Results 1 to 5 of 5

Thread: Calculating the deposit, Please help!

  1. #1

    Calculating the deposit, Please help!

    Starting in 5 years you want to be able to withdraw $6220 every six months for 7.5 years. You want to deposit a single amount immediately and then let it grow at a rate of 4.88% compounded quarterly. How much do you have deposit?

  2. #2
    Junior Member
    Join Date
    Apr 2014
    Posts
    151
    Try $62,116.62

  3. #3
    Elite Member
    Join Date
    Jan 2012
    Posts
    4,341

    Post

    Quote Originally Posted by aponi23 View Post
    Starting in 5 years you want to be able to withdraw $6220 every six months for 7.5 years. You want to deposit a single amount immediately and then let it grow at a rate of 4.88% compounded quarterly. How much do you have deposit?
    I am puzzled by this question. Are you asking "How can I look at this problem and immediately know the answer without doing any calculations"? I can't help you there! I certainly wouldn't be able to do that. But if you know what these words mean, then you should be able to do it by just cranking the numbers.

    Suppose you start with "A" dollars to begin with. In 3 months you earn .0122A in interest and so have 1.022A total. In another 3 months you again earn that interest but now the "Base amount" was 1.022A rather than A so you have (1.0122)^2A. But now you deduct $6220 so have (1.022)^2A- 6220. Now repeat the process using "(1.022)^2A- 6220" instead of A. At the end of another six months (one year) you will have (1.022^2((1.022)^2A- 6220)- 6220= (1.022)^4A- (1.022)^2(6220)- 6220.

    Now we can do the same for the whole second year, replacing the "A" in that last formula with (1.022)^A- (1.022)^2(6220)- 6220: (1.022)^4(1.022)^4A- (1.022)^2(6220)- 6220)- 6220= (1.022)^8A- (1.022)^6(6220)- (1.022)^4(6220)- 6220.

    And now we can do the next two years, using that formula for two year, replacing "A" in it with (1.022)^8A-(1.022)^6(6220)- (1.022)^4(6220)- 6220: At then end of 4 years you will have (1.022)^8((1.022)^8A- (1.022)^6(6220)- (1.022)^4(6220)- 6220)= (1.022)^16A- (1.022)^14(6.220)- (1.022)^12(6220)- (1.022)^8(6220)- (1.022)^4(6220)- 6220.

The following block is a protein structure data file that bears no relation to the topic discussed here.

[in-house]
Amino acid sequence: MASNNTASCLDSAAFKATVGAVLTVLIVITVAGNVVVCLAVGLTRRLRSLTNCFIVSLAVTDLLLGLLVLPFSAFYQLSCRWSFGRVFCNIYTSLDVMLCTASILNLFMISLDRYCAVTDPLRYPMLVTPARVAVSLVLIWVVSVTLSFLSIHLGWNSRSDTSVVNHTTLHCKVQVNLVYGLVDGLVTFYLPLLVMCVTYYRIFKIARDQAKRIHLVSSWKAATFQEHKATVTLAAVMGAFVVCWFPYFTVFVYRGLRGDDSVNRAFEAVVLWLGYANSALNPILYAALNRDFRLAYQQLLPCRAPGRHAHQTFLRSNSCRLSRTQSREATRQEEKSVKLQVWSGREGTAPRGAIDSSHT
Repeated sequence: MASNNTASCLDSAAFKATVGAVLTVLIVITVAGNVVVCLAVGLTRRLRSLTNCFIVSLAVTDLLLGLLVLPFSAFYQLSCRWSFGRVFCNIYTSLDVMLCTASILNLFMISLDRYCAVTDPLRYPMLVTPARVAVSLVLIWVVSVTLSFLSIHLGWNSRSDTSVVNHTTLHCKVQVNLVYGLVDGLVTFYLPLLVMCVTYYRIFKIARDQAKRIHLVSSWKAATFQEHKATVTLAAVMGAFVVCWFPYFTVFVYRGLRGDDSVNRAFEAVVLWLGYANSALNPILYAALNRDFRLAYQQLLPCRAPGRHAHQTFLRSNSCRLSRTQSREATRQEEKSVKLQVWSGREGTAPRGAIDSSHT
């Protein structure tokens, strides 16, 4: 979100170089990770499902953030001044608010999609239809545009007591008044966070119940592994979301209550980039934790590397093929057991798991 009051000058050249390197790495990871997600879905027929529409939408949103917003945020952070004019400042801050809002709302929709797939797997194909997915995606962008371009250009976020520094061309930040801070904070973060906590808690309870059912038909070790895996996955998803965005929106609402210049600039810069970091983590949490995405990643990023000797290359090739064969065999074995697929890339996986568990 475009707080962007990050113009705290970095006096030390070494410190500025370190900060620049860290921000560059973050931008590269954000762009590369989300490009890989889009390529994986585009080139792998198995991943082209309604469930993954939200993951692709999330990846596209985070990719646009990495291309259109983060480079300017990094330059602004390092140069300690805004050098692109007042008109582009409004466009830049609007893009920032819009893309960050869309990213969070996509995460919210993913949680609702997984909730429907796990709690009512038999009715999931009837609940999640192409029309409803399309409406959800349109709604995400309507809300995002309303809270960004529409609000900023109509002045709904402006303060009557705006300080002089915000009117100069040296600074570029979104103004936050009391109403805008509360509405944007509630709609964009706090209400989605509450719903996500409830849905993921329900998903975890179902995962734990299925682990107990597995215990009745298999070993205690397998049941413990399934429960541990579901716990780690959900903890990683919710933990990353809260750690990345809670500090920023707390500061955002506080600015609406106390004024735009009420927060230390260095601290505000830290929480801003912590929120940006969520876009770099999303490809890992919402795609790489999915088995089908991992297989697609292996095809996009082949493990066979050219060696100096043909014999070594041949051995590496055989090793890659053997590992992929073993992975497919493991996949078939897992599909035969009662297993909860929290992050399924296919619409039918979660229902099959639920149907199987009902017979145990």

Finally, we have one year left to do and we can use our "end of one year" formula,
    (1.022)^4A- (1.022)^2(6220)- 6220 with A equal to that last formula: at the end of the fifth year you will have (1.022)^20A- (1.022)^16(6220)- (1.022)^12(6.220)- (1.022)^8(6220)- (1.022)^4(6220)- 6220.

    Now, one thing you did NOT say in the statement of the problem- what do you want to happen at the end of the five years? Do you want to have withdrawn all the money? If so, set that last formula equal to 0 and solve for A.

  4. #4
    Elite Member
    Join Date
    Feb 2004
    Location
    Ottawa, Ontario
    Posts
    17,041
    Jonah's answer is correct, assuming 1st withdrawal is 5 years after the initial deposit.

    i = (1 + .0488/4)^2 - 1 = .02454884...

    u = 6220[1 - 1/(1 + i)^14] / i = 72945.22893751... (value after 5 years, including 1st withdrawal

    p = (u + 6220) / (1 + i)^10 = 62116.61949767... (amount of opening deposit)
    I'm just an imagination of your figment !

  5. #5
    Junior Member
    Join Date
    Apr 2014
    Posts
    151
    Quote Originally Posted by HallsofIvy View Post
    I am puzzled by this question. Are you asking "How can I look at this problem and immediately know the answer without doing any calculations"? I can't help you there! I certainly wouldn't be able to do that. But if you know what these words mean, then you should be able to do it by just cranking the numbers.

    Suppose you start with "A" dollars to begin with. In 3 months you earn .0122A in interest and so have 1.022A total. In another 3 months you again earn that interest but now the "Base amount" was 1.022A rather than A so you have (1.0122)^2A. But now you deduct $6220 so have (1.022)^2A- 6220. Now repeat the process using "(1.022)^2A- 6220" instead of A. At the end of another six months (one year) you will have (1.022^2((1.022)^2A- 6220)- 6220= (1.022)^4A- (1.022)^2(6220)- 6220.

    Now we can do the same for the whole second year, replacing the "A" in that last formula with (1.022)^A- (1.022)^2(6220)- 6220: (1.022)^4(1.022)^4A- (1.022)^2(6220)- 6220)- 6220= (1.022)^8A- (1.022)^6(6220)- (1.022)^4(6220)- 6220.